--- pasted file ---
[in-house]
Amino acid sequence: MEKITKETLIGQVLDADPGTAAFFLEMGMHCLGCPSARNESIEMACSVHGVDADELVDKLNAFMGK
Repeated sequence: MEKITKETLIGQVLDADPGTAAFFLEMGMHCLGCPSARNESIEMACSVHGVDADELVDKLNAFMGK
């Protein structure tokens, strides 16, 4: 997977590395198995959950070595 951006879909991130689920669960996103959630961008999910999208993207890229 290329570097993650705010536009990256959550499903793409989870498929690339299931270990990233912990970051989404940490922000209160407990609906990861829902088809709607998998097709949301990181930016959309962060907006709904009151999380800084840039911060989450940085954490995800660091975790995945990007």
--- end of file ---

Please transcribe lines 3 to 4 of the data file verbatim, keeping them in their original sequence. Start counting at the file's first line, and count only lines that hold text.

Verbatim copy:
Repeated sequence: MEKITKETLIGQVLDADPGTAAFFLEMGMHCLGCPSARNESIEMACSVHGVDADELVDKLNAFMGK
């Protein structure tokens, strides 16, 4: 997977590395198995959950070595 951006879909991130689920669960996103959630961008999910999208993207890229 290329570097993650705010536009990256959550499903793409989870498929690339299931270990990233912990970051989404940490922000209160407990609906990861829902088809709607998998097709949301990181930016959309962060907006709904009151999380800084840039911060989450940085954490995800660091975790995945990007």